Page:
Orchestration and State Management - Implementing Microservices on AWS

Orchestration and State Management

The distributed character of microservices makes it challenging to orchestrate workflows when multiple microservices are involved. Developers might be tempted to add orchestration code into their services directly. This should be avoided as it introduces tighter coupling and makes it harder to quickly replace individual services.

You can use Step Functions to build applications from individual components that each perform a discrete function. Step Functions provides a state machine that hides the complexities of service orchestration, such as error handling and serialization/parallelization. This lets you scale and change applications quickly while avoiding additional coordination code inside services.

Step Functions is a reliable way to coordinate components and step through the functions of your application. Step Functions provides a graphical console to arrange and visualize the components of your application as a series of steps. This makes it simple to build and run distributed services. Step Functions automatically triggers and tracks each step and retries when there are errors, so your application executes in order and as expected. Step Functions logs the state of each step so when something goes wrong, you can diagnose and debug problems quickly. You can change and add steps without even writing code to evolve your application and innovate faster.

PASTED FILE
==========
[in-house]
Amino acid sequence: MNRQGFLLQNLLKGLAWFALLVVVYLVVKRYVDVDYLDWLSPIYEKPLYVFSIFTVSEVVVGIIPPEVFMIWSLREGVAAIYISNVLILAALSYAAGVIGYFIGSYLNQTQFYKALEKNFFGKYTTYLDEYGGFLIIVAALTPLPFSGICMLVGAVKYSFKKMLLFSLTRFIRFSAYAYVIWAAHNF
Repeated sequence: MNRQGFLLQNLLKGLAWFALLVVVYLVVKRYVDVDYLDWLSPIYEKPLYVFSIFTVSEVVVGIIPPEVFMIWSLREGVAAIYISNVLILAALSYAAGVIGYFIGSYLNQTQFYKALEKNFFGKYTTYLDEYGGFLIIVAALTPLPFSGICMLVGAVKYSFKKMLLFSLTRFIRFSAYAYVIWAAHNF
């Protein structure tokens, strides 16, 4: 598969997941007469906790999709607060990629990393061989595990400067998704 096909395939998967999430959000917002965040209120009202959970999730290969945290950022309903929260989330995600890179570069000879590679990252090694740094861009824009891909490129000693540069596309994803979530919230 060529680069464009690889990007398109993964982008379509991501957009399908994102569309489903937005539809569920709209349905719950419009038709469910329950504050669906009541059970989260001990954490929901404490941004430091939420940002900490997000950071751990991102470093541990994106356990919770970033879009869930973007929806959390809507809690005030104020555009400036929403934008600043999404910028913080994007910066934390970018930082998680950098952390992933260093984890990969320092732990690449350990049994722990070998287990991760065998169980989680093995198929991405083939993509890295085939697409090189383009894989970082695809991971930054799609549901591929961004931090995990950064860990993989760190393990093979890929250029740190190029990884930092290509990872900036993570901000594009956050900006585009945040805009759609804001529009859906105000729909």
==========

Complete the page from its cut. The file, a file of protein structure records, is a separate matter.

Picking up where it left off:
Step Functions is part of the AWS serverless platform and supports orchestration of Lambda functions as well as applications based on compute resources, such as Amazon EC2 and Amazon ECS, and additional services like Amazon SageMaker and AWS Glue. Figure 8 illustrates how invocations of Lambda functions are pushed directly from Step Functions to Lambda, whereas workers on Amazon EC2 or Amazon ECS continuously poll for invocations.

Step Functions manages the operations and underlying infrastructure for you to help ensure that your application is available at any scale.

Figure 8: Orchestration with AWS Step Functions

To build workflows, Step Functions uses the Amazon States Language. Workflows can contain sequential or parallel steps as well as branching steps.

Figure 9 shows an example workflow for a microservices architecture combining sequential and parallel steps. Invoking such a workflow can be done either through the Step Functions API or with API Gateway.

Figure 9: An example of a microservices workflow invoked by AWS Step Functions